For Duguit the “constructive rules of law,” as their name indicates, are consciously made by man, whereas the “legal norms properly so called” are quite different. Another fundamental element of his theories on law is the distinction (in a way more basic than the previous one) between “objective law” and “positive law.” It is not difficult to define positive law: it is those rules of law laid down, applied, and enforced by “the public power” or state. But what did Duguit mean by “objective law”?

On some occasions, he defined it by a sociological criterion: a juridical norm is a social norm in that the bulk of the members of a group accepts as legitimate its regular enforcement by those in power. A rule of law obtains if the conscience of the bulk of the people desires and demands this sanction as necessary to the maintenance of social solidarity. In short, “objective law” consists of the rules of law that in the opinion of the majority should have an organized sanction. Thus, juridical norms are a spontaneous product of mass conscience.

On other occasions, however, Duguit gave a genuinely objective definition of objective law: a legal rule is one that is derived from the current and changing conditions of the life of a given society and determined by observation and rational analysis, and that prescribes certain actions and prohibits others to all the members of the society. Viewed in this way, objective law is contingent on social fact, is in fact a spontaneous creation of social life.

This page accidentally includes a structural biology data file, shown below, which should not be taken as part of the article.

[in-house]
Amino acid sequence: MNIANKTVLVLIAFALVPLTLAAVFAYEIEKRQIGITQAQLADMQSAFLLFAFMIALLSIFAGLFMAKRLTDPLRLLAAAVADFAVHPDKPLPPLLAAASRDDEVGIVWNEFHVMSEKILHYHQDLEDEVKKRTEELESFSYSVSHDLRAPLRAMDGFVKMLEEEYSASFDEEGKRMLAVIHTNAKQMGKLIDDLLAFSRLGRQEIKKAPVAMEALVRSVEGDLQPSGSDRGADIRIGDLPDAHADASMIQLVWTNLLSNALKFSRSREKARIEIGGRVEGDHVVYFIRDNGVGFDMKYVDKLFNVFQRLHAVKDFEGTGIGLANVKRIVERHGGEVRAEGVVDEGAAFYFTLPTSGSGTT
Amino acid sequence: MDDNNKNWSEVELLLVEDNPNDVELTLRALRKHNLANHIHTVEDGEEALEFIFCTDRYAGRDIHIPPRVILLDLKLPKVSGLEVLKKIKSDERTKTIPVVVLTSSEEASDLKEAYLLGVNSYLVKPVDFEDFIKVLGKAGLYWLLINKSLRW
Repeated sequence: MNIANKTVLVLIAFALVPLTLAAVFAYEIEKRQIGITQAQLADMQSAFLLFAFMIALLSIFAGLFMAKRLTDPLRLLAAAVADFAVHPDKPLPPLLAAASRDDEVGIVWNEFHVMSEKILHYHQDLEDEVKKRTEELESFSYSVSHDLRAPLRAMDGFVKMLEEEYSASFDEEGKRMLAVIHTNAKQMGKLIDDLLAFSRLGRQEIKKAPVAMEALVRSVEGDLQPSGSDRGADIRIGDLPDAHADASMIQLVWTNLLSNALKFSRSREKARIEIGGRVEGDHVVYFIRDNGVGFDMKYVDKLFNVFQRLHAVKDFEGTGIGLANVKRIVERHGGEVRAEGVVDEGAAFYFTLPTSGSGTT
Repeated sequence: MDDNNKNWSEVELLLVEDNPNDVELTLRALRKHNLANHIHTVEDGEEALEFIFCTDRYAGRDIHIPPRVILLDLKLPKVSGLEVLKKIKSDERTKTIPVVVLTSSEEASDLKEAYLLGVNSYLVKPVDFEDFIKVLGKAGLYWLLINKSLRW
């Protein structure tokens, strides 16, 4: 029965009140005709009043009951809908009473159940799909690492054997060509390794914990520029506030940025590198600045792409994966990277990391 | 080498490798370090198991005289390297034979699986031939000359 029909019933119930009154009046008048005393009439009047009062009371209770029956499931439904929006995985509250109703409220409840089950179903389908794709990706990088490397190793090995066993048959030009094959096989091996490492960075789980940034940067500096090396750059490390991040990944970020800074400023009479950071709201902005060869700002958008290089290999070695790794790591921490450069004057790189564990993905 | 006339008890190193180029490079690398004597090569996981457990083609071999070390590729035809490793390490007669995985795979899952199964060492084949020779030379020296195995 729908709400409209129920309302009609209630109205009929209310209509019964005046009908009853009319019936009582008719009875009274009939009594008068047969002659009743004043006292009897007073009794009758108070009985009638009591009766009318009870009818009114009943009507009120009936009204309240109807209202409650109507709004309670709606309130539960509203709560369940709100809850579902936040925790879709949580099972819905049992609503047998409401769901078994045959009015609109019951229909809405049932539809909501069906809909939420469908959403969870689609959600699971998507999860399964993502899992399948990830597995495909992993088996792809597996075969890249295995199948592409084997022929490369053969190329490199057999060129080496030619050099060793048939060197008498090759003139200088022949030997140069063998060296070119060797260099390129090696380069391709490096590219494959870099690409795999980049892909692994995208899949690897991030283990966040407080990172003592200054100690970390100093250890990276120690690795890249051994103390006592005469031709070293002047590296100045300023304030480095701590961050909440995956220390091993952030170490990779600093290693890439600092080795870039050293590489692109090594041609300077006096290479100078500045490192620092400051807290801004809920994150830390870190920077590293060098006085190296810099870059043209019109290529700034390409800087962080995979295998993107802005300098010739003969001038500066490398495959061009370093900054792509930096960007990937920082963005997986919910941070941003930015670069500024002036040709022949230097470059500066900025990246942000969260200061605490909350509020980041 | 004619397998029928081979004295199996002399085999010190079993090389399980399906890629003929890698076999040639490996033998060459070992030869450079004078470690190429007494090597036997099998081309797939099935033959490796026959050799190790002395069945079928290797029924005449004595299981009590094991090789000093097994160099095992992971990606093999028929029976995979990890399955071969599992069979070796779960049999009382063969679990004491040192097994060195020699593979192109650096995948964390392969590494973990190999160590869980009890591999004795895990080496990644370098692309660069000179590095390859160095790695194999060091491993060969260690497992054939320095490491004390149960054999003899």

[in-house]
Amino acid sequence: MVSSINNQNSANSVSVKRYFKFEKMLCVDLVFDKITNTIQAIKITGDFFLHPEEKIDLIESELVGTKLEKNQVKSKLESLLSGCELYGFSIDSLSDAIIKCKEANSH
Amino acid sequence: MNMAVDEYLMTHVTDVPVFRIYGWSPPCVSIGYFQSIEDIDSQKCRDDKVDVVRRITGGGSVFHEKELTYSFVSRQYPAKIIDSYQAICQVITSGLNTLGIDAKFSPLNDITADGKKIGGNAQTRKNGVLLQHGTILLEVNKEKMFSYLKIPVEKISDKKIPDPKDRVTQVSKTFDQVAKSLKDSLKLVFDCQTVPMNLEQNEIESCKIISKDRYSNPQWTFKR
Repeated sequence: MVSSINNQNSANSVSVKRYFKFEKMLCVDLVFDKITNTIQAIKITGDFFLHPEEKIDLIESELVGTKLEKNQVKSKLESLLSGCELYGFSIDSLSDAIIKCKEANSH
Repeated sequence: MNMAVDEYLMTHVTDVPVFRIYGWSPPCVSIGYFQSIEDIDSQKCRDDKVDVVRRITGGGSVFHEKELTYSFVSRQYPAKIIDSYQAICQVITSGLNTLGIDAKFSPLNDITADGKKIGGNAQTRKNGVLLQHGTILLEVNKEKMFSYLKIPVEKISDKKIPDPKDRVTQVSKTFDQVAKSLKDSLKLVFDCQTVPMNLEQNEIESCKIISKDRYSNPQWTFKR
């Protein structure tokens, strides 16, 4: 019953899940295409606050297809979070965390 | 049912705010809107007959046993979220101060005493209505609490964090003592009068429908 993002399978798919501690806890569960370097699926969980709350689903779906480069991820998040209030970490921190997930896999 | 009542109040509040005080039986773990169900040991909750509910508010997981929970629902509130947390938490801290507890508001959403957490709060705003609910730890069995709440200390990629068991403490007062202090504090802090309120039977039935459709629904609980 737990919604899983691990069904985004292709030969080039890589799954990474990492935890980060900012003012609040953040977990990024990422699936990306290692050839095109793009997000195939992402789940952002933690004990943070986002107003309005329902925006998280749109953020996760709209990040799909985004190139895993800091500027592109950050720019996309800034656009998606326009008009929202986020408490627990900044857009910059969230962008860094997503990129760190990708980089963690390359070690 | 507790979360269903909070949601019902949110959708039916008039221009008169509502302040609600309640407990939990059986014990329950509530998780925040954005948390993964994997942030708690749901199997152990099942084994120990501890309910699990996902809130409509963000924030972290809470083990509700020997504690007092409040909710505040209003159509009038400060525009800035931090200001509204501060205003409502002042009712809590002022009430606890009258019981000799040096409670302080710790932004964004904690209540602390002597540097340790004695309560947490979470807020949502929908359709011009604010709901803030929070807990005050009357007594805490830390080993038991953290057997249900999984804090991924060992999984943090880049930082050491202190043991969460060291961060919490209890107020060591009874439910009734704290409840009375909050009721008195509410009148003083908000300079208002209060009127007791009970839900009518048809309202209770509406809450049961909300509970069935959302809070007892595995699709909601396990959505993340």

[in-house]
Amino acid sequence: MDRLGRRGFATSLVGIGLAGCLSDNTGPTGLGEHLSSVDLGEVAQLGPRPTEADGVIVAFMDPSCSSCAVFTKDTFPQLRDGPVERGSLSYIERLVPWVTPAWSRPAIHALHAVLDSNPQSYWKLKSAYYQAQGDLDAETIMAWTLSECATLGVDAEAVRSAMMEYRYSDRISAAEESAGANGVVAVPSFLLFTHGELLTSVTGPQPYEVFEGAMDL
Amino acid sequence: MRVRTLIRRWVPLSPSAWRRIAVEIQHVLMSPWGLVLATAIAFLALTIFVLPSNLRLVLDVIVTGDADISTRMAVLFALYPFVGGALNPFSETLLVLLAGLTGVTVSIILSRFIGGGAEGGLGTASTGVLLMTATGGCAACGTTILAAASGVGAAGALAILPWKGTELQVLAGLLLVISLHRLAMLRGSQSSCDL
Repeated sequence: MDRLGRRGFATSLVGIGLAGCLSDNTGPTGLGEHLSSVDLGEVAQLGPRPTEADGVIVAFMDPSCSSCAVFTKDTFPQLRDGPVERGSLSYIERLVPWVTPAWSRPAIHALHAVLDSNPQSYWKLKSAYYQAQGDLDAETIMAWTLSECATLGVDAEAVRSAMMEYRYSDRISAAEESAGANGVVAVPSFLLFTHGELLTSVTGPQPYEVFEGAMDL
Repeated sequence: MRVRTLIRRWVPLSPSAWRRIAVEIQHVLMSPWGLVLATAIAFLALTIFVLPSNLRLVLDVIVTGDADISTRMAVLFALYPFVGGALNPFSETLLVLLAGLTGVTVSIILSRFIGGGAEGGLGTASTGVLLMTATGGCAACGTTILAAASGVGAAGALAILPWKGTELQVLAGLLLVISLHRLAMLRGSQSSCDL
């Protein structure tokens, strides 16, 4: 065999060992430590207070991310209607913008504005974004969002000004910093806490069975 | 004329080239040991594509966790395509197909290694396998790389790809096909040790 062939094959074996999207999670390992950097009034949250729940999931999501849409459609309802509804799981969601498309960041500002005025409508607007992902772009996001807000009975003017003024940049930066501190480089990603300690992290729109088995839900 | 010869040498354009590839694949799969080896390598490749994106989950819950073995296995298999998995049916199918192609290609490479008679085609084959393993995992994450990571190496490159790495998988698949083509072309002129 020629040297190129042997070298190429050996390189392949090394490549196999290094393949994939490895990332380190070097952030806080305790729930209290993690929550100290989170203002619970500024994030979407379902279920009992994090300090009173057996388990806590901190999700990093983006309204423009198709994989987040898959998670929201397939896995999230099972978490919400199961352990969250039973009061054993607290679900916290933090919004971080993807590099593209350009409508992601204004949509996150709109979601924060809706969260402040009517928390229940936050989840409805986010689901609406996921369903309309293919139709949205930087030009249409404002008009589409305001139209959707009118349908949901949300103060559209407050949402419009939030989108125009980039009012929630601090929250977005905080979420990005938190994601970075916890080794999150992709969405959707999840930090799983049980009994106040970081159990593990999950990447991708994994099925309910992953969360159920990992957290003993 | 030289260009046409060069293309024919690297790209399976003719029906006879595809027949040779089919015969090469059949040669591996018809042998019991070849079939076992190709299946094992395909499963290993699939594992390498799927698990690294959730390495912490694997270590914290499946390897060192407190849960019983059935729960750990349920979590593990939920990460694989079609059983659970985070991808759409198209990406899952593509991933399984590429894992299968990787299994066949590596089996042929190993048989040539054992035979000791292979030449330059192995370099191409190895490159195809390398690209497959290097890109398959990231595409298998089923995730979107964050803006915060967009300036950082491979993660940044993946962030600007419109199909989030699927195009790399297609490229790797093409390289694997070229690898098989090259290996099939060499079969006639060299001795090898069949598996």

Regardless of his uncertainty about the exact nature of positive law, Duguit considered the task of operating with these notions of law as belonging to the science of law, in cooperation, to be sure, with other social sciences. In fact, he regarded this as the chief mission and raison d’étre of the social sciences; if they fail to perform this task, they convict themselves of futility: “Social research has reason for existing and value only insofar as it can draw up rules of conduct that gain the respect of those who govern” (Duguit 1902, p. xxiii). “[All] juridical speculations are vain unless they succeed in determining … the solid basis of a juridical limitation on the action of those who govern” ([1911] 1921–1925, vol. 1, p. 65). Duguit further admitted that it is possible to establish these rules of objective law by observation alone, by “direct determination of facts” perceived by the senses, i.e., by the scientific method. Bent on being a positivist and realist, he rejected, in the tradition of Auguste Comte, all theological or metaphysical speculation. He insisted that the legal rules are present in social reality and that the role of the jurist consists in “discovering them beneath the social facts” and in noting them, rather than in any way promulgating them because he happens to believe that they are good.